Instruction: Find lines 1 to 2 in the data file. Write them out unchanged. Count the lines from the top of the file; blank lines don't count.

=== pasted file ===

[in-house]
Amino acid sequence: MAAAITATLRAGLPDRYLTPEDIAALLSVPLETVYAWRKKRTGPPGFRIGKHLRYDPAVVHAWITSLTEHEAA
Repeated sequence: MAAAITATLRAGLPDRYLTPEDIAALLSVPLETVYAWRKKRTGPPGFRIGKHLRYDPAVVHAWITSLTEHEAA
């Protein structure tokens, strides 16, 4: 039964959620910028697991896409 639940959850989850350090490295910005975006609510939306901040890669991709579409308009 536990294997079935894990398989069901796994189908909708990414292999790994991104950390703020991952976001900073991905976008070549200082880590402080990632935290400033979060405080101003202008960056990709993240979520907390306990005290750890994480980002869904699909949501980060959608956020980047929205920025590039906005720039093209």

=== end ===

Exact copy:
[in-house]
Amino acid sequence: MAAAITATLRAGLPDRYLTPEDIAALLSVPLETVYAWRKKRTGPPGFRIGKHLRYDPAVVHAWITSLTEHEAA